A Study of Morphological Changes in Renal Afferent Arterioles Induced by Angiotensin II Type 1 Receptor Blockers in Hypertensive Patients


Renin-angiotensin-aldosterone system blockers are known to reduce hypertrophy of vascular smooth muscle cells (SMCs) in hypertensive cases. However, we have reported marked proliferative changes of renal afferent arteriolar SMCs in rats induced by a long-term administration of angiotensin II type 1 receptor blockers (ARBs) and an angiotensin-converting enzyme inhibitor (ACEI). In this study, we examined the morphological changes of afferent arteriolar walls in human kidneys with or without ARBs/ACEIs. Forty-four wedge resections were taken from patients aged 45–74 years from 92 nephrectomized kidneys due to malignancy at Toho University Omori Medical Center between 2013 and 2016. They were divided into the following three groups: 18 hypertensive patients treated with antihypertensive agents including ARBs or ACEIs (the HTARB group), 6 hypertensive patients treated with calcium channel blockers without ARBs/ACEIs (the HTCCB group), and 20 normotensive patients (the normotensive group) as a control. Cases expecting vascular changes such as diabetes were excluded. In each case renal arterioles were measured as the ratio of inner/outer arteriolar diameter, and pathologists estimated morphological abnormal changes, scoring each specimen independently. The ratio in the HTARB group was 0.39 ± 0.05 (mean ± SD), and was significantly the lowest among the three groups (0.46 ± 0.02 in the HTCCB, 0.53 ± 0.02 in the normotensive group; = 0.0107 vs. HTCCB, = 0.00001 vs. normotensive). The ratio in the three groups significantly correlated with the estimated glomerular filtration rate ( = 0.4915, < 0.0007). The afferent arteriolar SMCs in the HTARB group frequently showed marked proliferative and irregular changes. The score of SMC abnormalities estimated regarding the proliferation, irregularity of the arrangement, and size in hilar afferent arteriolar SMCs was highest in the HTARB group and showed statistical significance ( = 0.0088, = 0.00001, and = 0.025 versus other two groups). We consider that these morphological changes in arterioles are induced by ARBs/ACEIs. These changes could induce an important suppression of glomerular hyperfiltration and could lead to glomerular ischemia. However, the clinical consequences of these morphological changes in correlation with ARBs/ACEIs were not sufficiently clear and require further analysis. We should consider renal arteriolar morphological changes when using ARBs/ACEIs.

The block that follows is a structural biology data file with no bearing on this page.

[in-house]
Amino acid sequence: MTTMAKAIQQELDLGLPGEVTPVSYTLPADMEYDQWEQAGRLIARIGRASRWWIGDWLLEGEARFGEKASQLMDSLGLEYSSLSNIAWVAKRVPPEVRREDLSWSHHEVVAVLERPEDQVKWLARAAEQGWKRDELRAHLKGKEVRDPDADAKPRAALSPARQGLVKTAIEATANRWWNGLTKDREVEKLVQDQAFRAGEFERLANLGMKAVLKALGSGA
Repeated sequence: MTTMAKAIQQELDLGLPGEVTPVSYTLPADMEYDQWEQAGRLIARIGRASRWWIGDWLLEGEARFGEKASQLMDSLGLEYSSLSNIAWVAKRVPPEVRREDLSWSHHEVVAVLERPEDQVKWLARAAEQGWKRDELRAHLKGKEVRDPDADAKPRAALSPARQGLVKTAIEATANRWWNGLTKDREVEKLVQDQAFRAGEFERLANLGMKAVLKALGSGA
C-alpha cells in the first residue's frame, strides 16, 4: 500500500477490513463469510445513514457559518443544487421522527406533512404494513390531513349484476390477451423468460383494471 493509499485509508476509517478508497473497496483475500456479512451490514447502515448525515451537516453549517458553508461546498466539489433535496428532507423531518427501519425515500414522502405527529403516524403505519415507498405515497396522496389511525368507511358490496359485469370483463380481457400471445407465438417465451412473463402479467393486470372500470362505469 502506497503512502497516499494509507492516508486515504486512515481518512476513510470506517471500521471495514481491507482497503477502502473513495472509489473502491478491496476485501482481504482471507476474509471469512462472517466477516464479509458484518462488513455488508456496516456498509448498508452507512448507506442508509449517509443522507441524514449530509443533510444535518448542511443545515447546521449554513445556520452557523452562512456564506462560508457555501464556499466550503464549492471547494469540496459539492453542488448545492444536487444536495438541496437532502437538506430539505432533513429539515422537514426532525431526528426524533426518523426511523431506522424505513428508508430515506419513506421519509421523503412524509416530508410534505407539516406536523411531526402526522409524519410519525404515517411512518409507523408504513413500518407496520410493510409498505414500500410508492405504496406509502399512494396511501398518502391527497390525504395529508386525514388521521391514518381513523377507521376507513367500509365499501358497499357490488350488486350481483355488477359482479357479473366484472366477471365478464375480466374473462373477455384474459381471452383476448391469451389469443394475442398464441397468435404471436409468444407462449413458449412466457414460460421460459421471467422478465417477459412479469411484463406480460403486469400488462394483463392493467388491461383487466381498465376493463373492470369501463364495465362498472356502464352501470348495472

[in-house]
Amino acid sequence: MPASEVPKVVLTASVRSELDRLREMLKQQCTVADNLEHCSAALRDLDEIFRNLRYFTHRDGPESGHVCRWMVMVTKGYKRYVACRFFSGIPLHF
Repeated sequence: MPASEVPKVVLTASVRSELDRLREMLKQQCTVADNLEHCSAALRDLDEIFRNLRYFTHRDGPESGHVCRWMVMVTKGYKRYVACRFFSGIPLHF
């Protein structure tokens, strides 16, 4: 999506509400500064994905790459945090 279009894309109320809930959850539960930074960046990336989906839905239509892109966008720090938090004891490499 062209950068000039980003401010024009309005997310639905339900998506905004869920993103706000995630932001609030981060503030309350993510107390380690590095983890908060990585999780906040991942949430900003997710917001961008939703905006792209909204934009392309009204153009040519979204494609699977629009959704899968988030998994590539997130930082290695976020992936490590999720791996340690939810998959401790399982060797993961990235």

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About the Author: Tung Chi